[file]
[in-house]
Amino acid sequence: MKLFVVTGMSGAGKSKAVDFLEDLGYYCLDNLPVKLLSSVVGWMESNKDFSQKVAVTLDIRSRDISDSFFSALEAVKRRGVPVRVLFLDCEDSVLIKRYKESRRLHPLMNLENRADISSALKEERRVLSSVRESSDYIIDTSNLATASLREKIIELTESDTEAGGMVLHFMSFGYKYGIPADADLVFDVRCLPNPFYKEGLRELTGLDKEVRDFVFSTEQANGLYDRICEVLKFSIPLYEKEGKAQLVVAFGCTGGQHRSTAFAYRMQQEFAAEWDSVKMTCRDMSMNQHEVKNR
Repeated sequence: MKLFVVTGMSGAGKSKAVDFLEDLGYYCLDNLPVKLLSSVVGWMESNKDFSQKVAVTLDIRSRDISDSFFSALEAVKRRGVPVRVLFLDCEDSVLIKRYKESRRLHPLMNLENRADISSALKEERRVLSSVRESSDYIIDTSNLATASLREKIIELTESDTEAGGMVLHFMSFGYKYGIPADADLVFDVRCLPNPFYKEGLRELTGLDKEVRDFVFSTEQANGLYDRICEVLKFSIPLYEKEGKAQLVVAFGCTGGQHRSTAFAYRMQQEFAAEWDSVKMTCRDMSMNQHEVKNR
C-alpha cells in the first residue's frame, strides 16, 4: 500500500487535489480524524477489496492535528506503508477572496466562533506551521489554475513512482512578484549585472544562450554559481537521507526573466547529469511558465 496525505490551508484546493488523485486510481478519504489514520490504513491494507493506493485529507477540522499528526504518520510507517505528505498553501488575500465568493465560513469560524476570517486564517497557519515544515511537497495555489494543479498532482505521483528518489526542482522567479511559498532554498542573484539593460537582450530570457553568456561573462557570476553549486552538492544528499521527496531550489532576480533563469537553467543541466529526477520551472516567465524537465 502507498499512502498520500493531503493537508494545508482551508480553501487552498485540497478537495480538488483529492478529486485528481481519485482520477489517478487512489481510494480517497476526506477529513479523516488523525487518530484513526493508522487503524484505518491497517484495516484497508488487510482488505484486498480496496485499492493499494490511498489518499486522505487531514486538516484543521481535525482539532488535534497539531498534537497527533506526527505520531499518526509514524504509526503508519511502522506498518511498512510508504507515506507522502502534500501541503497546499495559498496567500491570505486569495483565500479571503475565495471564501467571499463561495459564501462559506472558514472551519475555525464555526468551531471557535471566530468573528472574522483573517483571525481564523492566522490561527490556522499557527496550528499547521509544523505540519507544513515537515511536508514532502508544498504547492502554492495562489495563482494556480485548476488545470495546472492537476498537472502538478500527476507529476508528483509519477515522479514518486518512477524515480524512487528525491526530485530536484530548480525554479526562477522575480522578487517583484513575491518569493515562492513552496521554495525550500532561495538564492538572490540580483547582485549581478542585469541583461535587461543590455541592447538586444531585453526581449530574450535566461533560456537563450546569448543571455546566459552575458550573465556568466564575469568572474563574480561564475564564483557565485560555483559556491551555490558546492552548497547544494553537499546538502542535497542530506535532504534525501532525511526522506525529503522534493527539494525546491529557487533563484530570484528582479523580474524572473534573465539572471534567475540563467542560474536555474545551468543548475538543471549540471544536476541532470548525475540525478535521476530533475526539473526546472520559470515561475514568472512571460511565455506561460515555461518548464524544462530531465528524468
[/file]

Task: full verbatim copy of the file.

[in-house]
Amino acid sequence: MKLFVVTGMSGAGKSKAVDFLEDLGYYCLDNLPVKLLSSVVGWMESNKDFSQKVAVTLDIRSRDISDSFFSALEAVKRRGVPVRVLFLDCEDSVLIKRYKESRRLHPLMNLENRADISSALKEERRVLSSVRESSDYIIDTSNLATASLREKIIELTESDTEAGGMVLHFMSFGYKYGIPADADLVFDVRCLPNPFYKEGLRELTGLDKEVRDFVFSTEQANGLYDRICEVLKFSIPLYEKEGKAQLVVAFGCTGGQHRSTAFAYRMQQEFAAEWDSVKMTCRDMSMNQHEVKNR
Repeated sequence: MKLFVVTGMSGAGKSKAVDFLEDLGYYCLDNLPVKLLSSVVGWMESNKDFSQKVAVTLDIRSRDISDSFFSALEAVKRRGVPVRVLFLDCEDSVLIKRYKESRRLHPLMNLENRADISSALKEERRVLSSVRESSDYIIDTSNLATASLREKIIELTESDTEAGGMVLHFMSFGYKYGIPADADLVFDVRCLPNPFYKEGLRELTGLDKEVRDFVFSTEQANGLYDRICEVLKFSIPLYEKEGKAQLVVAFGCTGGQHRSTAFAYRMQQEFAAEWDSVKMTCRDMSMNQHEVKNR
C-alpha cells in the first residue's frame, strides 16, 4: 500500500487535489480524524477489496492535528506503508477572496466562533506551521489554475513512482512578484549585472544562450554559481537521507526573466547529469511558465 496525505490551508484546493488523485486510481478519504489514520490504513491494507493506493485529507477540522499528526504518520510507517505528505498553501488575500465568493465560513469560524476570517486564517497557519515544515511537497495555489494543479498532482505521483528518489526542482522567479511559498532554498542573484539593460537582450530570457553568456561573462557570476553549486552538492544528499521527496531550489532576480533563469537553467543541466529526477520551472516567465524537465 502507498499512502498520500493531503493537508494545508482551508480553501487552498485540497478537495480538488483529492478529486485528481481519485482520477489517478487512489481510494480517497476526506477529513479523516488523525487518530484513526493508522487503524484505518491497517484495516484497508488487510482488505484486498480496496485499492493499494490511498489518499486522505487531514486538516484543521481535525482539532488535534497539531498534537497527533506526527505520531499518526509514524504509526503508519511502522506498518511498512510508504507515506507522502502534500501541503497546499495559498496567500491570505486569495483565500479571503475565495471564501467571499463561495459564501462559506472558514472551519475555525464555526468551531471557535471566530468573528472574522483573517483571525481564523492566522490561527490556522499557527496550528499547521509544523505540519507544513515537515511536508514532502508544498504547492502554492495562489495563482494556480485548476488545470495546472492537476498537472502538478500527476507529476508528483509519477515522479514518486518512477524515480524512487528525491526530485530536484530548480525554479526562477522575480522578487517583484513575491518569493515562492513552496521554495525550500532561495538564492538572490540580483547582485549581478542585469541583461535587461543590455541592447538586444531585453526581449530574450535566461533560456537563450546569448543571455546566459552575458550573465556568466564575469568572474563574480561564475564564483557565485560555483559556491551555490558546492552548497547544494553537499546538502542535497542530506535532504534525501532525511526522506525529503522534493527539494525546491529557487533563484530570484528582479523580474524572473534573465539572471534567475540563467542560474536555474545551468543548475538543471549540471544536476541532470548525475540525478535521476530533475526539473526546472520559470515561475514568472512571460511565455506561460515555461518548464524544462530531465528524468